Tell It Slant, Hope Theatre

Tell all the truth but tell it slant —
Success in Circuit lies
Too bright for our infirm Delight
The Truth’s superb surprise
As Lightning to the Children eased
With explanation kind
The Truth must dazzle gradually
Or every man be blind —

Emily Dickinson

Maev Mac Coille’s Tell It Slant, inspired by her time as a Senior Press Officer for the House of Commons during the 2017 London Bridge attack, looks at those behind the headlines. The internal press teams of organisations who deal with phones ringing constantly and urgent emails. Marketed as romcom where the two leads switch roles Mac Coille’s script is underwhelming and confused.

The decision to not write the characters with a specified gender sounds great on paper but seems to limit what background and depth the characters can be given Dara is a press officer is this unspecified industry, Vick is a journalist embarking on a career change into communications and their history (both personal and professional) should be focal point of this drama. The actors alternate their roles and I think the inability to get to grips with a character lead to stilted and underdeveloped performance from Joshua Jewkes as Vick, which contrasted with the confident Dara played by Cliodhna McCorley, whose confidence in her work is knocked when she is part of the story but I wasn’t convinced by their relationship or even their place in the play, with support from Vincent Shiels and Alia Sohall as their colleagues Alex and Sam their presence doesn’t move the story along, we don’t get to know the characters well before the events unfold to know how they have changed and developed. Audiences should be curious to see the roles swapped but this leaves little to come back to.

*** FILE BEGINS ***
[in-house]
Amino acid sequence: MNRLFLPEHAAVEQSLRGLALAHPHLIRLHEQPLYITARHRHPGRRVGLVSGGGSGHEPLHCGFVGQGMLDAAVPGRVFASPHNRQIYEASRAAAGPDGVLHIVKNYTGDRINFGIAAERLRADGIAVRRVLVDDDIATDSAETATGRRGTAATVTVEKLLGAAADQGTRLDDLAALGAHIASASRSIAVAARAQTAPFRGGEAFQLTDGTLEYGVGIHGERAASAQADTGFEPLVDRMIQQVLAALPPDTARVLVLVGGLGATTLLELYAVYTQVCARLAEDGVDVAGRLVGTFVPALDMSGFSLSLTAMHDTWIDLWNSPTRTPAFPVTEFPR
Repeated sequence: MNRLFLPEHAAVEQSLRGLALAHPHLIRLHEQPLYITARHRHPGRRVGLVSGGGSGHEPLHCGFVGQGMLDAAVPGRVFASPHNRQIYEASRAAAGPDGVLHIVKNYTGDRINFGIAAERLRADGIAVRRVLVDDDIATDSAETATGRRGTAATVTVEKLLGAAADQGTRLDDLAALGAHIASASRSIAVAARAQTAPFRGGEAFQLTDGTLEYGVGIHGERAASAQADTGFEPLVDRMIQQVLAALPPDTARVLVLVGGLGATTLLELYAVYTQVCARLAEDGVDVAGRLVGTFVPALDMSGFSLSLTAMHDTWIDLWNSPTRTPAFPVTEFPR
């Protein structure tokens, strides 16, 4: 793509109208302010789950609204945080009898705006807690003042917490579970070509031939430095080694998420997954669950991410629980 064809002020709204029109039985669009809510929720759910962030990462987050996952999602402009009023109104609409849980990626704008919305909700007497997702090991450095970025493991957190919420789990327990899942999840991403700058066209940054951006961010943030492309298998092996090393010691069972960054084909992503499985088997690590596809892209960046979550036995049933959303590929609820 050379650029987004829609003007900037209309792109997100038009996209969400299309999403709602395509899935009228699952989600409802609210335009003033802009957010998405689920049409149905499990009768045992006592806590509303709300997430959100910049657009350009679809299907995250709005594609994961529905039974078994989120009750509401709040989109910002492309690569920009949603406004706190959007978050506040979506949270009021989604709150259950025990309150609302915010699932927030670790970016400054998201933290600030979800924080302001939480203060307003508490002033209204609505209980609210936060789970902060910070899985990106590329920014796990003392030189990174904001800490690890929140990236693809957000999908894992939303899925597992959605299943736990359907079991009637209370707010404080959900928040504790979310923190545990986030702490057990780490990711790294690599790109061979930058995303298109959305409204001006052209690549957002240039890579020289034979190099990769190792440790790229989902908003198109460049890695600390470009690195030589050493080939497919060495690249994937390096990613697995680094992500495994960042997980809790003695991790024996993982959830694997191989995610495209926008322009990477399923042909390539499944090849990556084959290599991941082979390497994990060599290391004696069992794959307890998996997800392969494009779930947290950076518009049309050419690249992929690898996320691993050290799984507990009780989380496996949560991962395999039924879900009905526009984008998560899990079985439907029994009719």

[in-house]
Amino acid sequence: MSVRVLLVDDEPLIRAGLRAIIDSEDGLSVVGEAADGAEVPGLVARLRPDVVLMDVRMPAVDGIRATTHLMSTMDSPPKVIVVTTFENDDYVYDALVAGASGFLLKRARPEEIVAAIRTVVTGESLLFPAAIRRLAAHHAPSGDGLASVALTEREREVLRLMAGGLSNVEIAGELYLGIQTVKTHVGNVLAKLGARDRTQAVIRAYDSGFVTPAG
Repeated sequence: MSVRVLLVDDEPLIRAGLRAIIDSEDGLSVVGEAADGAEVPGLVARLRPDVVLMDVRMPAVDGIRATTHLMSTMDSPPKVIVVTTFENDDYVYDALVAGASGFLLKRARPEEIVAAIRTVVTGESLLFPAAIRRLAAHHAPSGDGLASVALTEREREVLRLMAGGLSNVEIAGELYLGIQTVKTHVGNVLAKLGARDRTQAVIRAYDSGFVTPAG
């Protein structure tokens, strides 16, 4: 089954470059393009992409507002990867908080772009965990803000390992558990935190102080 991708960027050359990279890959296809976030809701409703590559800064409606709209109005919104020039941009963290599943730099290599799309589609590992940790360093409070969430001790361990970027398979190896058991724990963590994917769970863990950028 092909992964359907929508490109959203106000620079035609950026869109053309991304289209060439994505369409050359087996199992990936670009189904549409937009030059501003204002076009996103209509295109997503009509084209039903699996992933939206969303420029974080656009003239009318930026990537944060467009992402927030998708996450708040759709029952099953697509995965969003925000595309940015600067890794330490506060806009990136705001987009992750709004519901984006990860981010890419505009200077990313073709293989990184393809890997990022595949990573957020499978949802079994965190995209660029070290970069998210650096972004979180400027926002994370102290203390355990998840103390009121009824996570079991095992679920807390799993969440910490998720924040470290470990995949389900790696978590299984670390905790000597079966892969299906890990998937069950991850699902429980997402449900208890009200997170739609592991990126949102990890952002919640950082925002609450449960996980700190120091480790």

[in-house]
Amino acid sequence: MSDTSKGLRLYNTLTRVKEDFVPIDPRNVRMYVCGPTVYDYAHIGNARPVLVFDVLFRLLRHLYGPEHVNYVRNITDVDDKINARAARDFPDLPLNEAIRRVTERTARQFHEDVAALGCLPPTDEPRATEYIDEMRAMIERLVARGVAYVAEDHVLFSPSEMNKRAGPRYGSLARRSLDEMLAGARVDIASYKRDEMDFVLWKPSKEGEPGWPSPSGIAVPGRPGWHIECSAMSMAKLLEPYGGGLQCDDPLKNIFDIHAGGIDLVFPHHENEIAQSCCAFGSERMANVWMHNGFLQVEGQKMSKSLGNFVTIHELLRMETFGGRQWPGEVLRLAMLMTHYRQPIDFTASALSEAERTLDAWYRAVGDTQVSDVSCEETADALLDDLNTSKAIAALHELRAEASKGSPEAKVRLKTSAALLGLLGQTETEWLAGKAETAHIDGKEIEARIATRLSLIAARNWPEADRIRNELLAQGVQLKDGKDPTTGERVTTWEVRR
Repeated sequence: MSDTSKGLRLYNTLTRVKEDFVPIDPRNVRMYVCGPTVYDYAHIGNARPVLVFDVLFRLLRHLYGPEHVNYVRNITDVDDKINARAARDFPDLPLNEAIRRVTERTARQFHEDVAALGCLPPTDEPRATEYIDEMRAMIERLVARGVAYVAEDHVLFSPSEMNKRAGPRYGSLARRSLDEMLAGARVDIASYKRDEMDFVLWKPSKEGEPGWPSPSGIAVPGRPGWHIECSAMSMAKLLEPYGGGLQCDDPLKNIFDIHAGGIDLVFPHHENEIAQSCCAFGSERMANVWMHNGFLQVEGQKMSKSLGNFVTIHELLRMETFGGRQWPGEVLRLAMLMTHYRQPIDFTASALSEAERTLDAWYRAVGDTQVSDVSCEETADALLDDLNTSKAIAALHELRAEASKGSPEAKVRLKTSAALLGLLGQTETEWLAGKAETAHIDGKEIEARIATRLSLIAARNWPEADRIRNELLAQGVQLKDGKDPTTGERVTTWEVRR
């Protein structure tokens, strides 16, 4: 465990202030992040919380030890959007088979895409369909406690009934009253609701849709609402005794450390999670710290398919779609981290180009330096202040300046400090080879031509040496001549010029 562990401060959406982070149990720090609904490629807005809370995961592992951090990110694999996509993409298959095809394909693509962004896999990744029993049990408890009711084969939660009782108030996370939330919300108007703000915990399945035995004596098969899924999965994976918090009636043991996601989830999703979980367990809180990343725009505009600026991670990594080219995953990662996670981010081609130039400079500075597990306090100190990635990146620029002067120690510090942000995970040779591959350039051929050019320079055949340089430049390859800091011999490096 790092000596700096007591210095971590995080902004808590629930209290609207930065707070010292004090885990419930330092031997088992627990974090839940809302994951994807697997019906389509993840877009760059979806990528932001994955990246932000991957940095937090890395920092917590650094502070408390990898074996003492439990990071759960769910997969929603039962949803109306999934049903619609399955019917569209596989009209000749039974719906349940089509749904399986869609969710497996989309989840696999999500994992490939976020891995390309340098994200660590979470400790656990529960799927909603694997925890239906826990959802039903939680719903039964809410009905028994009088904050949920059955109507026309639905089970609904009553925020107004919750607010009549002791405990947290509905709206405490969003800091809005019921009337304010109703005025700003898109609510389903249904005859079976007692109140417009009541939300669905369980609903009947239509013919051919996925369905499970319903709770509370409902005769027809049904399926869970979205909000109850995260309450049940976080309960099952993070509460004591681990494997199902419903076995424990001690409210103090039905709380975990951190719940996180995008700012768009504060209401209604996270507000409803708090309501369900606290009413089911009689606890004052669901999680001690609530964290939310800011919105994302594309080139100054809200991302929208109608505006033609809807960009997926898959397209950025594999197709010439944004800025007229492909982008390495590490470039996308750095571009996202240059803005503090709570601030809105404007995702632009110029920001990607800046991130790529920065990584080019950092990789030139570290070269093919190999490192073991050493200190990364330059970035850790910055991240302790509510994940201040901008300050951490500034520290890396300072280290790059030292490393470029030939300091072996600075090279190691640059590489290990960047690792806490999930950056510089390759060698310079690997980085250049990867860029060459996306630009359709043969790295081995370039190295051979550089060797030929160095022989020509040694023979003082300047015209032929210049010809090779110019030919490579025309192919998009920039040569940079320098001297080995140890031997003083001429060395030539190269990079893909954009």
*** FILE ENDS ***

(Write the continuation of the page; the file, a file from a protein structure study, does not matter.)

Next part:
Mac Coille has so much to say; about misinformation on social media, about the role of the press spreading rumours online, about how exhausting being in comms is but with a romantic element to throw in everything gets lost in this 75 minute play. The office setting should provide a claustrophobic and tense atmosphere as we see how the broadcast outlets are reporting the story as it unfolds with mistruths and truths jumbled but Constance Villemot#s set design of a large table seems to really limit the cast, stuck behind desks, writing on white boards. The “lessons learned” scene should be a climatic blame game of but it has no focus, no tension it just feels like an actual office meeting. Erica Miller’s direction works best when she is given something to play with, working against the confines of the desk when Dara has to charm a colleague into ceasing social media rumours which are unfounded. The unfolding drama showing that Mac Coille understands the rush of adrenaline but the climax comes too soon leaving the rest of the play to falter out.

With some focus and development Mac Coille has the potential to be a dramatic and engaging writer, it just needs to be clearer what she wants to write about.

Tell it Slant is on until 14 March

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